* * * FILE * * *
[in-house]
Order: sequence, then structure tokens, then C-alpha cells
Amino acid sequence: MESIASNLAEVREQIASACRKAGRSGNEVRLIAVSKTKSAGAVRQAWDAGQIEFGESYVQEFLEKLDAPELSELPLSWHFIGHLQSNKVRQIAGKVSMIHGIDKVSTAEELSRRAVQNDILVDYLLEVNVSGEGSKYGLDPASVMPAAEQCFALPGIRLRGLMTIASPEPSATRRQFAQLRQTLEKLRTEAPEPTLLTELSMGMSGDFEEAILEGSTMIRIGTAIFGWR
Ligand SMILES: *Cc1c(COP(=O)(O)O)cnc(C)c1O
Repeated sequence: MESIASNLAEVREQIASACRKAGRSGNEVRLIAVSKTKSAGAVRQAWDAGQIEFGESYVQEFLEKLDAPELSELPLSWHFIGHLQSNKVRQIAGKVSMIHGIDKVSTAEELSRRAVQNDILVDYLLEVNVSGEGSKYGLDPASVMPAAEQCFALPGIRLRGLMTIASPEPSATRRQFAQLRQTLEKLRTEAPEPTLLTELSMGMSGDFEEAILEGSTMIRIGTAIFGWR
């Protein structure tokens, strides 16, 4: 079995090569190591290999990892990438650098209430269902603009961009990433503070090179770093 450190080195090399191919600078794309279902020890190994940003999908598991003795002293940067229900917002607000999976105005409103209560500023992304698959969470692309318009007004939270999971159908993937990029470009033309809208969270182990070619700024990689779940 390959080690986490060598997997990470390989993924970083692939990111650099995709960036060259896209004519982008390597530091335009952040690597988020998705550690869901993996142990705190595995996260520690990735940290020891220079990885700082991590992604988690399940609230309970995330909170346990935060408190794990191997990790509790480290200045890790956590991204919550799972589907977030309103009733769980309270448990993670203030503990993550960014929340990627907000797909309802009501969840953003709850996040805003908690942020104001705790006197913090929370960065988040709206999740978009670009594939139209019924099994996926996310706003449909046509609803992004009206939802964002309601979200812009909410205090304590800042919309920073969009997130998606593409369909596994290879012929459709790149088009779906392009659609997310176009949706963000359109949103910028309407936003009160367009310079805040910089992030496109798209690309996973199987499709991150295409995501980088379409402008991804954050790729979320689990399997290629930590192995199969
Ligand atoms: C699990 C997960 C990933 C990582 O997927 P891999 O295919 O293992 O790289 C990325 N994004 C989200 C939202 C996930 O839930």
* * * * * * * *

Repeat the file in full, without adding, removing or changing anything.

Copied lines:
[in-house]
Order: sequence, then structure tokens, then C-alpha cells
Amino acid sequence: MESIASNLAEVREQIASACRKAGRSGNEVRLIAVSKTKSAGAVRQAWDAGQIEFGESYVQEFLEKLDAPELSELPLSWHFIGHLQSNKVRQIAGKVSMIHGIDKVSTAEELSRRAVQNDILVDYLLEVNVSGEGSKYGLDPASVMPAAEQCFALPGIRLRGLMTIASPEPSATRRQFAQLRQTLEKLRTEAPEPTLLTELSMGMSGDFEEAILEGSTMIRIGTAIFGWR
Ligand SMILES: *Cc1c(COP(=O)(O)O)cnc(C)c1O
Repeated sequence: MESIASNLAEVREQIASACRKAGRSGNEVRLIAVSKTKSAGAVRQAWDAGQIEFGESYVQEFLEKLDAPELSELPLSWHFIGHLQSNKVRQIAGKVSMIHGIDKVSTAEELSRRAVQNDILVDYLLEVNVSGEGSKYGLDPASVMPAAEQCFALPGIRLRGLMTIASPEPSATRRQFAQLRQTLEKLRTEAPEPTLLTELSMGMSGDFEEAILEGSTMIRIGTAIFGWR
């Protein structure tokens, strides 16, 4: 079995090569190591290999990892990438650098209430269902603009961009990433503070090179770093 450190080195090399191919600078794309279902020890190994940003999908598991003795002293940067229900917002607000999976105005409103209560500023992304698959969470692309318009007004939270999971159908993937990029470009033309809208969270182990070619700024990689779940 390959080690986490060598997997990470390989993924970083692939990111650099995709960036060259896209004519982008390597530091335009952040690597988020998705550690869901993996142990705190595995996260520690990735940290020891220079990885700082991590992604988690399940609230309970995330909170346990935060408190794990191997990790509790480290200045890790956590991204919550799972589907977030309103009733769980309270448990993670203030503990993550960014929340990627907000797909309802009501969840953003709850996040805003908690942020104001705790006197913090929370960065988040709206999740978009670009594939139209019924099994996926996310706003449909046509609803992004009206939802964002309601979200812009909410205090304590800042919309920073969009997130998606593409369909596994290879012929459709790149088009779906392009659609997310176009949706963000359109949103910028309407936003009160367009310079805040910089992030496109798209690309996973199987499709991150295409995501980088379409402008991804954050790729979320689990399997290629930590192995199969
Ligand atoms: C699990 C997960 C990933 C990582 O997927 P891999 O295919 O293992 O790289 C990325 N994004 C989200 C939202 C996930 O839930």